The Stowe Microburst Fallout // Ski Industry News

The Stowe Microburst Fallout: Lead Image

Here’s a little something from our own backyard- this past Summer a Microburst hit Mount Mansfield right here in Stowe, VT. A lot of you probably heard about it this past Summer when it first occurred, but seeing as there’s finally starting to be some snow in the woods here, there’s a new relevance.

For those not yet familiar with the term, a Microburst is a powerful weather event that generates extreme winds within a small area. Specifically, a Microburst is a column air that sinks extremely rapidly. Imagine holding one end of a straw about a half inch from your hand, and blowing into it as hard as you can. That’s basically what a Microburst is on a tiny scale. As you can imagine, the wind coming out of the straw pushes itself outward in all directions as soon as it hits your hand, causing strong, 360 degree winds.

This is what happened on Mount Mansfield last July in a popular glade area known as “Goat’s Woods.” The destruction in this area was incredible, with fully grown trees being completed uprooted and knocked over. What’s left is a gnarled mess of full grown trees, scattered like a game of pick up sticks. The only difference here, unfortunately, is that no one will be picking up these “sticks.”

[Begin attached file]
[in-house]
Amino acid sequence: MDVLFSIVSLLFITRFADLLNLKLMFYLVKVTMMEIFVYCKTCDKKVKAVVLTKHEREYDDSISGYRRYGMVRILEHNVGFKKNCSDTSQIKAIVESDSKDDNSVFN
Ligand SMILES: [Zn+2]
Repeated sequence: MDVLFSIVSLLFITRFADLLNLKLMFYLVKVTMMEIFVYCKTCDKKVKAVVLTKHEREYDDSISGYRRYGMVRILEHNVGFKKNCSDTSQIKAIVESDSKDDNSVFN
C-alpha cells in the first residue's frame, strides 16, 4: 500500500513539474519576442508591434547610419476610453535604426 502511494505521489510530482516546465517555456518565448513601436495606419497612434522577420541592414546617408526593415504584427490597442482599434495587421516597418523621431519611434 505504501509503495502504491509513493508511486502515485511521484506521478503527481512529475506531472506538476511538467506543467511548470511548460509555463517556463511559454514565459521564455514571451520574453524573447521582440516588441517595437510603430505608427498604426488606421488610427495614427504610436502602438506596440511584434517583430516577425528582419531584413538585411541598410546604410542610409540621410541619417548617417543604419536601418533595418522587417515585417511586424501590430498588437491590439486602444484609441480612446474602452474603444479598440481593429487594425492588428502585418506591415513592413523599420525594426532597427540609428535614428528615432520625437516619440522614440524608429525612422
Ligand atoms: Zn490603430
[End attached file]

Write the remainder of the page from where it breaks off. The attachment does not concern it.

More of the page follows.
Of course any tree skier is going to say, “Thanks Mother Nature! Let’s clean this mess up and get some great glades out of it!” The problem though, is that this land is actually owned by the state of Vermont, and is only leased by Stowe Mountain Resort. That means that it’s the Vermont Department of Forest and Parks’ decision about whether or not to clean things up. To the dismay of Stowe locals, the decision’s been made to avoid unnecessary labor and danger- opting instead to let nature run its course.

The Stowe Microburst Fallout: Destruction Image

So what does that mean for skiers? Right now, all we can do is wait. There’s already a great deal of concern swirling around the mountain regarding the dangers of this area. Between the popularity of this section of woods for tree skiing and the allure of freshly cleared trees, there’s no doubt that there will be skiers and riders who duck the ropes and ignore the warnings. What ski patrol is worried about, is the possibility of hidden dangers. Due to the tangled nature of the mess, there is almost certainly going to be numerous tree wells, hidden tree trunks, and all kinds of other dangers. To the unknowing skier, what might look like a fresh line through the disaster could in reality be a pit where a trees roots once grew.

The good news about the whole situation though, is that Stowe was able to clear any trees, limbs, or debris that landed on any already existing trail. That means that both Midway and Goat will be unaffected and completely skiable for years to come! As for the woods in this area though- take heed of the warnings and stay away! This terrain is likely to be a mess for quite a while.

Additional Sources:

Stowe Reporter:
Gardner, Tommy. "Microburst takes out 6 acres at Mansfield ski area" Stowe Reporter. Stowe Reporter, 24 Jul. 2014. Web. 12 Jan. 2015.

"Microburst" Wikipedia. Wikipedia, 6 Jan. 2015. Web. 12 Jan. 2015.


Written by Matt on 1/13/15